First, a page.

15 Dec 05. Is an article in the San Diego Union-Tribune on December 15 heralding problems to come in the burgeoning UAV market and is the UK’s decision to go UAV-only and drop manned fighter production synonomous with Selwyn Lloyd’s disastrous decision in the 1950’stop go missile-only, a policy that fundamentally handed France and Dassault in particular the world fighter market with Lockheed Martin?
The article said that unmanned military aircraft have knocked out enemy targets and collected intelligence in the wars in Iraq and Afghanistan, but they are plagued with problems that delay information from getting to commanders for hours or days, according to congressional investigators. In addition, unmanned aircraft flights are sometimes delayed or cancelled because the transmission frequencies they use are too congested, and many are unable to switch to less-crowded frequencies, the Government Accountability Office said in a new report.
It was announced at this year’s Paris Air Show that a new cross-sector group has been established to prioritise and promote autonomous and UAV systems in the UK. The Society of British Aerospace Companies (SBAC) and the Unmanned Aerial Vehicle Systems Association (UAVS) signed a memorandum of understanding that will see resources focused on accelerating the implementation of autonomous and UAV systems and making UK industry globally competitive. This follows the US initiative in 2004 forming the NASA-Industry Alliance Initiates UAV National Airspace Access Project.
In BATTLESPACE UPDATE Vol.7 ISSUE 24, 17th June 2005, UAVS AT THE CROSS ROADS, we said that the growth in UAVs has caused considerable concerns with regard to safety issues and the FAA and CAA is looking at at ways of allowing UAVs to fly in civil airspace equipped with collision avoidance systems and advanced lighting and IFF systems. But adding these systems causes a huge weight restriction to the addition of sensor systems on top if this which would put the 100lb payload and below system in a difficult position in being able to provide airworthiness for civil airspace and the ability to move in civil airspace. On problem in the Balkan conflict was caused by UAVs flying close to F-16 aircraft with no compliant IR lighting. As soon as the pilot came near the UAV, his night vision goggles bloomed causing some loss of aircraft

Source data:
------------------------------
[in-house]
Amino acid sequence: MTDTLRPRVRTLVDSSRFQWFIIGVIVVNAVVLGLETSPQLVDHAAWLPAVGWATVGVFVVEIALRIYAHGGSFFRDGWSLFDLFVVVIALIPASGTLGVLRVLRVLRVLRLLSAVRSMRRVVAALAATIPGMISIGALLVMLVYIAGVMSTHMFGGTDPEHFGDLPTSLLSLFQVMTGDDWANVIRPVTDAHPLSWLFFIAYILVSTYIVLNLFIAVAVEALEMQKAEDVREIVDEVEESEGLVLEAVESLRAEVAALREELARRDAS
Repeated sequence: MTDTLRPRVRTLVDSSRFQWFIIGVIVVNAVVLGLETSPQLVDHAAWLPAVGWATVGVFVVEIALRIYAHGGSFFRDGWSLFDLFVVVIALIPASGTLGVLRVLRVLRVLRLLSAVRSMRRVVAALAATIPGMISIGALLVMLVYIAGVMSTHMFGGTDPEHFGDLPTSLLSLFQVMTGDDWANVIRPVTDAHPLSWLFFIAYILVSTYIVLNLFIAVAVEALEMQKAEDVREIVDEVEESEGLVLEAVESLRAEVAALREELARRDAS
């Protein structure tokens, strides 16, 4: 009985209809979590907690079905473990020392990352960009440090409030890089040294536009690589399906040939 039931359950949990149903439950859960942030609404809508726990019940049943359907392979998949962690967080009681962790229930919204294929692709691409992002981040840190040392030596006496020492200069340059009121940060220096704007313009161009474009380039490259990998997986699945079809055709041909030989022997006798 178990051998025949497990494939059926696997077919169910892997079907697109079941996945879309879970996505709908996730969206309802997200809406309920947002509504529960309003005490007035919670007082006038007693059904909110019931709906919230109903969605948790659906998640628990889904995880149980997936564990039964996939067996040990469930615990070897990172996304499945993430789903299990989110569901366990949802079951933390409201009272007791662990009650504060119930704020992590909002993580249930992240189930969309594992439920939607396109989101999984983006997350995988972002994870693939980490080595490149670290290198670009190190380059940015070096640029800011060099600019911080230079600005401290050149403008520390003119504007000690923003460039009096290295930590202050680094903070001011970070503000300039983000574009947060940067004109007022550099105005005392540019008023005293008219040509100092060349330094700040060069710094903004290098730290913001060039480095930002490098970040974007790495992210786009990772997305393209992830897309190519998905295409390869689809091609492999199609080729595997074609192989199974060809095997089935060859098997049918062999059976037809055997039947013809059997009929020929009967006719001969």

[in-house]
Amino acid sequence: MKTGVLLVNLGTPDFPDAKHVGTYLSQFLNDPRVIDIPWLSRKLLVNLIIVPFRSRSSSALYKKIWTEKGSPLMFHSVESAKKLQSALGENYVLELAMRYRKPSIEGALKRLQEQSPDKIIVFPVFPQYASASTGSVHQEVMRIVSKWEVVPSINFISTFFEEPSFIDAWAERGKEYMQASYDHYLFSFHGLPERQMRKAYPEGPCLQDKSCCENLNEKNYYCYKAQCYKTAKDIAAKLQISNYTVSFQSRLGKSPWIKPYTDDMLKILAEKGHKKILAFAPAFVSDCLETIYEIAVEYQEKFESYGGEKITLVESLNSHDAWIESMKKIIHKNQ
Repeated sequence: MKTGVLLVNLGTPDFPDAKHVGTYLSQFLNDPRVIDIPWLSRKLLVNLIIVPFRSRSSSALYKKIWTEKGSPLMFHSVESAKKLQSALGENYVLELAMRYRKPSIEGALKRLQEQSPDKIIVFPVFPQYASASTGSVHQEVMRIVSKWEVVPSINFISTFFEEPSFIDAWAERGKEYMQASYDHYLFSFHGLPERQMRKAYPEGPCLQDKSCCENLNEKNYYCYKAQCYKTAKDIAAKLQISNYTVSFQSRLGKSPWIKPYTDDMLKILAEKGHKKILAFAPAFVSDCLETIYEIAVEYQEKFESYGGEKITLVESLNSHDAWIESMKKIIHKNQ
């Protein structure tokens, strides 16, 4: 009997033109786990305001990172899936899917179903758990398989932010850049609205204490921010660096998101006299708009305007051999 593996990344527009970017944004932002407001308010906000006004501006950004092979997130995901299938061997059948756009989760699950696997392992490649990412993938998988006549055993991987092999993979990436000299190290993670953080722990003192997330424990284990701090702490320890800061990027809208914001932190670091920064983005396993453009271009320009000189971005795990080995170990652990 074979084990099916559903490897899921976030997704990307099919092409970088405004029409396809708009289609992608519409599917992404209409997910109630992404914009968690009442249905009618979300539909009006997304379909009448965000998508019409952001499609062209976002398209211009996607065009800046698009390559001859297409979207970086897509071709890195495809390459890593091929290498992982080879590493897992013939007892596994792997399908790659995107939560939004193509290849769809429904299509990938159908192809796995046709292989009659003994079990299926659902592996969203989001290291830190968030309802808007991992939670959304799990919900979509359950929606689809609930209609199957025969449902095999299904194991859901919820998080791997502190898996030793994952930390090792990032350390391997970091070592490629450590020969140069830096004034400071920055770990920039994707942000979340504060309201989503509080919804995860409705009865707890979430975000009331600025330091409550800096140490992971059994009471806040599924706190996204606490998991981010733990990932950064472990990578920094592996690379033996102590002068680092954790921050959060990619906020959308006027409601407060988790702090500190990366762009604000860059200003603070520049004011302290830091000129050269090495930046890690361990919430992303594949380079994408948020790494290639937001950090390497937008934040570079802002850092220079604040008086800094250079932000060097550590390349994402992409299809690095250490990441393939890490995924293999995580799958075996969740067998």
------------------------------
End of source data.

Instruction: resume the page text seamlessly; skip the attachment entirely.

In BATTLESPACE UPDATE Vol.7 ISSUE 46, 24th November 2005, U.S. Lack of radio frequencies to control the aircraft,’ we said that the aviation industry’s dream of flying pilotless cargo planes may be grounded by a lack of radio frequencies to control the aircraft. The UAV industry is lobbying regulators to let military UAVs use civilian airspace and airports, to pave the way for cargo airlines to operate cheap, crewless flights. But John Mettrop, spectrum policy chief at the UK’s Civil Aviation Authority, told a Royal Aeronautical Society conference that UAV makers have overlooked the high demand of UAVs for radio links for things like remote control and air traffic control. The UAV industry must wait for the World Radio Communication Conferences in 2007 and 2010 to claim the necessary frequencies. But it will face tough competition from emerging communications services such as WiMAX wireless broadband. (Source: issue 2527 of New Scientist magazine, 26 November 2005, page 25)
It looks very much as if restrictions on flights of UAvs will be limited until at least 2010 with the next stage being rationalisation and controls. In addition the requirements for FAA and CAA approvals for such systems as IFF may well put the payload requirements of some systems out of the window. The RAF in particular has long lobbied for regulations, particularly when operating UAVs by untrained Army pilots in airfields where there are fast jets operating. Another area of crucial importance is exterior lighting on UAVs being compliant with IR googles. Use of non-IR compatible lighting in Bosnia in particular is beloived to